German WWII Medical Waggon.
A varied assortment of model wheelbarrows.
The birthplace of the wheelbarrow was in China, possibly as early as 100 B.C.
Horse Drawn Chaff Cutter.
From the original at the Cotswold Countryside Collection, Northleach, Gloucestershire.
Hornsby's Hedge Cutter.
Great Western Railway Coach
The Garden Shed.
Bell's Improved Reaping Machine c 1879
Knife Grinders Handcart.
Built in Gouda around 1870 and used in The Hague after the last war.
Mk. 2 Water Tank Cart.
Horse Drawn Potato Sprayer.
Albion Expanding Horse Hay Rake
From the original at Boscobel House, Telford, Shropshire
Cider Mill and Press
Biddy Hepper.
"Biddy has always been interested in model making, and got involved in helping her husband Basil with measuring and researching the vehicles he modelled, mainly farm vehicles and implements locally made from North Wales. They realized that there were few plans of these vehicles, and that they were disappearing. North Wales had a lot of small hill farms with special needs, and they developed a collection of about 30 models, all at 1/8th scale, plus a few hand tools at the same scale. Since Basil’s death in 1993, Biddy has been bringing elements of this collection to exhibitions and continues to maintain them and research their use."
(All Biddy's Models are made in 1/8th scale, unless otherwise stated)
These are uniquely Welsh vehicles, used widely in Central Wales, especially Radnorshire, The Marches and South Wales, It was made by Biddy’s late husband who measured it up when seen in the reserve collection of the Acton Scott Farm Museum. It is particularly stable and controllable on mountain slopes. It was used essentially for harvesting bracken or hay and when loaded was front heavy, keeping the front skids on the ground to act as a brake when going down-hill.

Charcoal Burner’s Mare
Used for carrying the branches to the charcoal burner’s camp.
This is a very old design; legend has it that the body of William Rufus was carried out of the New Forest on such a barrow after his death in A.D.1100. He was shot through the heart with an arrow during a stag hunt. The full-size vehicle is preserved at the Weald and Downland Open Air Museum near Chichester.

Timber Bob
Used to carry felled trees from the woodland to the nearest road for loading onto a timber waggon. The tree was positioned so that the chains were as near to the point of balance as possible, so that drag was reduced to a minimum at the rear of the load. Made from John Thompson plans. The full-size vehicle can be seen at the Weald and Downland Open Air Museum, Singleton.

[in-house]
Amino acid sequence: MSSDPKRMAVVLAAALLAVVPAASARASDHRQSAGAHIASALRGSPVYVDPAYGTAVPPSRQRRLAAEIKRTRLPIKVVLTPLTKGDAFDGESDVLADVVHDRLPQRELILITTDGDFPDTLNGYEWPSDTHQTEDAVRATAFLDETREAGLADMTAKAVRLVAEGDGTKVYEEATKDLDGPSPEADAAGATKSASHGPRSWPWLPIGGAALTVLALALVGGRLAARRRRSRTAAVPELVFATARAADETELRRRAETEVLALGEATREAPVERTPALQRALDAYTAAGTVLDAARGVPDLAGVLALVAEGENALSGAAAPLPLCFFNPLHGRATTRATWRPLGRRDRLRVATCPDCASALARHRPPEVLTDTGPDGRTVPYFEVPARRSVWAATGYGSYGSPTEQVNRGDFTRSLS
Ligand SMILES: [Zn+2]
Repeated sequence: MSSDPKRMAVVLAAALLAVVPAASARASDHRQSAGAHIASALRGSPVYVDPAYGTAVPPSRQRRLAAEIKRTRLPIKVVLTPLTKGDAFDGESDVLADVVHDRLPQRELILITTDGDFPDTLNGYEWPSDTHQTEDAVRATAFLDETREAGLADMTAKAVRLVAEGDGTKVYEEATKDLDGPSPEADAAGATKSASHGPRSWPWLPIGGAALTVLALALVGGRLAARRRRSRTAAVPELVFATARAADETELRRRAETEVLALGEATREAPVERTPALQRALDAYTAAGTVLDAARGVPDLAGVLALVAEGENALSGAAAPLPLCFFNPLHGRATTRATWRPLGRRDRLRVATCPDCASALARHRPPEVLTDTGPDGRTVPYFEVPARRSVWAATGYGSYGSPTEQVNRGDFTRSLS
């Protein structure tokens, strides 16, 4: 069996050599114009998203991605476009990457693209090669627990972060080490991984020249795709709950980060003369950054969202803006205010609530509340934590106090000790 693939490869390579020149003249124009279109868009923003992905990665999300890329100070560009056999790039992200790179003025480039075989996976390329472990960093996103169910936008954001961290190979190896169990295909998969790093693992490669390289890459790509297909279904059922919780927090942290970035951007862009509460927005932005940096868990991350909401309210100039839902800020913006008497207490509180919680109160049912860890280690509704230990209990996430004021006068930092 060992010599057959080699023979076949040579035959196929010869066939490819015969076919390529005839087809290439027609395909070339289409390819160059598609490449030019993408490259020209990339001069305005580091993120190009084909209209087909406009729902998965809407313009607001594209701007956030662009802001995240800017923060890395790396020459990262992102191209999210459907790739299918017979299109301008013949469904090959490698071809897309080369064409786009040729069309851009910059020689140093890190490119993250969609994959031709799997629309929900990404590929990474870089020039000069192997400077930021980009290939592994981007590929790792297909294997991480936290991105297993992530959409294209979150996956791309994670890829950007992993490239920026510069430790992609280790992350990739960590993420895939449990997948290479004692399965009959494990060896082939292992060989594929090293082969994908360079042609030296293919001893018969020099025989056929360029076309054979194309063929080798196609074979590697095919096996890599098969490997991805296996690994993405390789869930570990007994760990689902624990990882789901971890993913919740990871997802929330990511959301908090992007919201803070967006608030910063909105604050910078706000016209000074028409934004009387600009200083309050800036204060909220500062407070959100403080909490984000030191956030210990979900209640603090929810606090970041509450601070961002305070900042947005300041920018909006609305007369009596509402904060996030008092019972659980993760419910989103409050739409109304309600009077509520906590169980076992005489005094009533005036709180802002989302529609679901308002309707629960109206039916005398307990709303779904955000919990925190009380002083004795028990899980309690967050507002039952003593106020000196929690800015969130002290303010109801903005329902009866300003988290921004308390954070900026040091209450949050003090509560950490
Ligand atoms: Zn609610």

Welsh Gambo
The Gambo is the Welsh version of the haywain, built with a long low platform to suit use in hilly country. This example has been restored for display at the Welsh Folk Museum, having been in use previously at Taly-bont-on-Usk. When loaded the vehicle would be invisible beneath a mountain of hay, with the wheels kept clear by the side ladders. Used extensively in Southern and Eastern Wales and also in the boarder counties.

Shaving Horse
Used by workers in coppice crafts to hold wood to be shaped by a draw knife. The lower cross member at the base of the vertical swinging arms is pushed forward by the workers foot as he sits at the end over the single leg; this action pinches the material to be worked between the platform and the upper cross member at the top of the swinging arms.
The device can be adjusted for different sizes of wood by placing a wedge under the platform, or by moving the pivot of the swinging arms to a set of different holes.

Potato Harrow
The Harrow followed the plough when digging potatoes. The shoe rode against the land side of the furrow and the spikes broke up the furrow slice to expose the potatoes for hand picking.

Cultivator or Grubber
Cultivators were used to break up the land after ploughing or after some crops; further cultivation would be by a harrow. Measurements and details taken from cultivator seen in Wale
Common Drill Harrow
Intended to stir the land and loosen the weeds between drils of potatoes, turnips and mangolds etc., after hoeing with a horse hoe. Working width is adjustable from 16 to 27 inches (40 – 70cm)

Ralph Kitching.
"I was born in Brixton, London and grew up there during the war. I started work in 1944 at University Motors, repairing Jeeps and army vehicles. At the end of the war it was suggested that there would be no future in the motor industry and to get out. The rest of my working life was spent in the gas industry, where the only experience I had of working with wood, was ripping up floorboards, then replacing them, hoping that the floor covering would hide the mess I had made!
In 1989 I retired after 43 years, and realised I needed a hobby to keep himself occupied; otherwise all the future seemed to hold for me was wiping-up and decorating! A friend lent me a Hobbies catalogue, and after a lot of studying I decided to make an Oxford Waggon.
I also wanted to meet other like-minded people and went to an exhibition of horse drawn vehicles advertised at Northleach. I was very impressed with the standard of work, and decided to join the Association as it then was. That was in 1992; and since then I have exhibited all over England and Wales with the Guild."
(All Ralph's Models are made in 1/12th scale)
Night Soil Cart
Garden Seat Omnibus
For the modelmaker this is an ambitious project, full of interest. The seats on the open top, the outside stairs and platform, all provide a wealth of features, set of by the period advertisements.

Garden Seat Omnibus

The London Road Car Company's First Omnibus